A commercial burglary is filed if the District Attorney’s Office believes that they can prove a person entered a building, such as a store, with the intent to commit a theft or any other felony (Penal Code Section 459-460(b)). Many of the big department and warehouse stores aggressively prosecute all shoplifters, even young children. Store security personal are also trained to arrest anyone they suspect is stealing, regardless of whether it was an oversight by the shopper.
A person can be charged with a petty or grand theft, and at the same time also be charged with a commercial burglary. This charge can be filed as a misdemeanor or as a felony as well, meaning the maximum exposure can vary from either a year in county jail, or up to several years in state prison depending on one’s criminal history.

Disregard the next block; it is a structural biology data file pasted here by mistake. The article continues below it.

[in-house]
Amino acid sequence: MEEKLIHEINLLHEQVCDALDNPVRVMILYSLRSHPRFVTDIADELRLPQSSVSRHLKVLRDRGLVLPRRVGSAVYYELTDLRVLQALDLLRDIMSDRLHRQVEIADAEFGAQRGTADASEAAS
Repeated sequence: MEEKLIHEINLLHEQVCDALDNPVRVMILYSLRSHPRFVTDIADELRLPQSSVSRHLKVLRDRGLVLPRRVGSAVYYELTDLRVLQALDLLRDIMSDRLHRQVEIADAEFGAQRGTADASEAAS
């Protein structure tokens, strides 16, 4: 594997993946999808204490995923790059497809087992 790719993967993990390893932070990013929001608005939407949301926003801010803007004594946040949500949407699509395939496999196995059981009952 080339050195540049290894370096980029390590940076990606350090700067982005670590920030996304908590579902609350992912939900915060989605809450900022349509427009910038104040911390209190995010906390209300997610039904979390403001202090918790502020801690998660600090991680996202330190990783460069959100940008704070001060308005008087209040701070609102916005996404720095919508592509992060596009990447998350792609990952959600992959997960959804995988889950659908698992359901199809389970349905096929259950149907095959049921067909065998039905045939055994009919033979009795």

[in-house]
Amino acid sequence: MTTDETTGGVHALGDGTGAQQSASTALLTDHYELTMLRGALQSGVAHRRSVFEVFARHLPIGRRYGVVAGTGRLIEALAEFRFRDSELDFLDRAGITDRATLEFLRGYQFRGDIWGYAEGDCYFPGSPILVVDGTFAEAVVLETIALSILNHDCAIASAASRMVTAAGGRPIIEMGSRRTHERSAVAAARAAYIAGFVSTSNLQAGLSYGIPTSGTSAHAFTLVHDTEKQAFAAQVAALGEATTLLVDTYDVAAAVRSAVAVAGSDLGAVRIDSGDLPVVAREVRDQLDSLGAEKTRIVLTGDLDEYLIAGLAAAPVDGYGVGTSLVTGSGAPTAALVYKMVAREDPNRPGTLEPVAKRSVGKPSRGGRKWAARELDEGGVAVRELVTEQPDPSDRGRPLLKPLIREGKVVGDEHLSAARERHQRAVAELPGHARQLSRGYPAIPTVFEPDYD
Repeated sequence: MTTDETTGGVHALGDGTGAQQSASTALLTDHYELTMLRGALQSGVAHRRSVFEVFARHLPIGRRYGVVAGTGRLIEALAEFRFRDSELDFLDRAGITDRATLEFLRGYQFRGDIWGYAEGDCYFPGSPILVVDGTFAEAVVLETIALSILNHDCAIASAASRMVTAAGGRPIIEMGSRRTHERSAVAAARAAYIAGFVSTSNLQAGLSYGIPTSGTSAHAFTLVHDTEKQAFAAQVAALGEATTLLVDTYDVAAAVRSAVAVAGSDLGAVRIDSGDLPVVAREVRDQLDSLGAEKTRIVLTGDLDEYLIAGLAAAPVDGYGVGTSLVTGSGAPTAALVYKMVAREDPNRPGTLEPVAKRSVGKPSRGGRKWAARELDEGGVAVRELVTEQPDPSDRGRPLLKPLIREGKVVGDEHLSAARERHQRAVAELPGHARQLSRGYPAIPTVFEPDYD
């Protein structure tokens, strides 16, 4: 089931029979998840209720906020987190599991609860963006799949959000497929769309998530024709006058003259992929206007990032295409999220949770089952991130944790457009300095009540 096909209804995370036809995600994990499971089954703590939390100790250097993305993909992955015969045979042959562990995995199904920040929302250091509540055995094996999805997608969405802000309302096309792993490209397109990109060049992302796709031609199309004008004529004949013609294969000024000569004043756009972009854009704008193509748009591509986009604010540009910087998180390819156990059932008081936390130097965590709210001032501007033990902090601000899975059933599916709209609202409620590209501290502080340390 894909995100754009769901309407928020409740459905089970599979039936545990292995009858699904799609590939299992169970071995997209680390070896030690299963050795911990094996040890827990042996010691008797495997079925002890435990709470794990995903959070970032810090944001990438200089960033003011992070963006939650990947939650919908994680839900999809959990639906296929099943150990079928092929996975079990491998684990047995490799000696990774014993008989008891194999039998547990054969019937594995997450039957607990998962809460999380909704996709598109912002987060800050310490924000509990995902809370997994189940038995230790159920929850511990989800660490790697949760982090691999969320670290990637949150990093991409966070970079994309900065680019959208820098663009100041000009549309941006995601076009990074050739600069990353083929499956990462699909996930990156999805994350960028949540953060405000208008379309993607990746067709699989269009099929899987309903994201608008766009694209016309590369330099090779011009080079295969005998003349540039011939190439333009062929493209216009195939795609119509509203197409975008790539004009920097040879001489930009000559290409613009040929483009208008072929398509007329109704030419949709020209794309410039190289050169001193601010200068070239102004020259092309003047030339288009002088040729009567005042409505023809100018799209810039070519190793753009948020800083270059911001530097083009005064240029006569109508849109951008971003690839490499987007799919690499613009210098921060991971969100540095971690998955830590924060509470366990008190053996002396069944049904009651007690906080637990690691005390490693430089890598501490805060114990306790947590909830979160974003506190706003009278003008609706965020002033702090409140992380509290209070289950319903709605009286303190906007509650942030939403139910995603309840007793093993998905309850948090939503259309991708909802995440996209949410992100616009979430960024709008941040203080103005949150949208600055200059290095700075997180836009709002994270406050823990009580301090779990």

Contact: Errol L. Cook has years of experience handling these types of cases, and will be able to advise you of your rights, options, and how to properly proceed with your case.